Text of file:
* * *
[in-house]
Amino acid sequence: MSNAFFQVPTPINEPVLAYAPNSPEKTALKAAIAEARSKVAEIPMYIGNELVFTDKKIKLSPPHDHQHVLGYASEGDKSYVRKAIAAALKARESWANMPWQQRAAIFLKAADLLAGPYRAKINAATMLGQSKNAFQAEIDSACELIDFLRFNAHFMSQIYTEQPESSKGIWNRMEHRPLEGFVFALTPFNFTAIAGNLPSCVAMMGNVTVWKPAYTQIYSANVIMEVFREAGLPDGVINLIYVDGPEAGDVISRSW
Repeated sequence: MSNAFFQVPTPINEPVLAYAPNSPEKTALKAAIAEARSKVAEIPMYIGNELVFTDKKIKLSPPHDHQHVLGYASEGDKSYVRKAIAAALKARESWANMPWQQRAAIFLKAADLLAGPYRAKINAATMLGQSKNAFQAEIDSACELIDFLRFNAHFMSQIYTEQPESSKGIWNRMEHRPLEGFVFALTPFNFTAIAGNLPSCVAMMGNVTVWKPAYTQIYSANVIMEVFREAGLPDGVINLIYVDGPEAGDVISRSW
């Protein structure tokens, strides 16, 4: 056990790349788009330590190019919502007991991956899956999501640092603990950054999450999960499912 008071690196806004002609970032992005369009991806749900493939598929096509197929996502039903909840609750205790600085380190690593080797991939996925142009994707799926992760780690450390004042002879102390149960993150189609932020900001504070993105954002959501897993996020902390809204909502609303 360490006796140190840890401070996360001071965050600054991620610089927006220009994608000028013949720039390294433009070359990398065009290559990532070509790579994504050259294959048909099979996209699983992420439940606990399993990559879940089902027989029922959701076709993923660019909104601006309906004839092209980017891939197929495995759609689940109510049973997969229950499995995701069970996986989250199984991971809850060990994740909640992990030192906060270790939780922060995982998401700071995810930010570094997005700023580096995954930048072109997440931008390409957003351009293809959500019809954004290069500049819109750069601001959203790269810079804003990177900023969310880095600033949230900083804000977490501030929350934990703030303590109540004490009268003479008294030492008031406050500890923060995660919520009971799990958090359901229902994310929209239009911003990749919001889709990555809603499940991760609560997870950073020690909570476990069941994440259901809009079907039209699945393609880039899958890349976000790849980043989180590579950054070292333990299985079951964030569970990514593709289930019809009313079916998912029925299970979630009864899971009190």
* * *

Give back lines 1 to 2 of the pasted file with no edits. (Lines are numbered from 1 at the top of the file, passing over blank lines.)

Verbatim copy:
[in-house]
Amino acid sequence: MSNAFFQVPTPINEPVLAYAPNSPEKTALKAAIAEARSKVAEIPMYIGNELVFTDKKIKLSPPHDHQHVLGYASEGDKSYVRKAIAAALKARESWANMPWQQRAAIFLKAADLLAGPYRAKINAATMLGQSKNAFQAEIDSACELIDFLRFNAHFMSQIYTEQPESSKGIWNRMEHRPLEGFVFALTPFNFTAIAGNLPSCVAMMGNVTVWKPAYTQIYSANVIMEVFREAGLPDGVINLIYVDGPEAGDVISRSW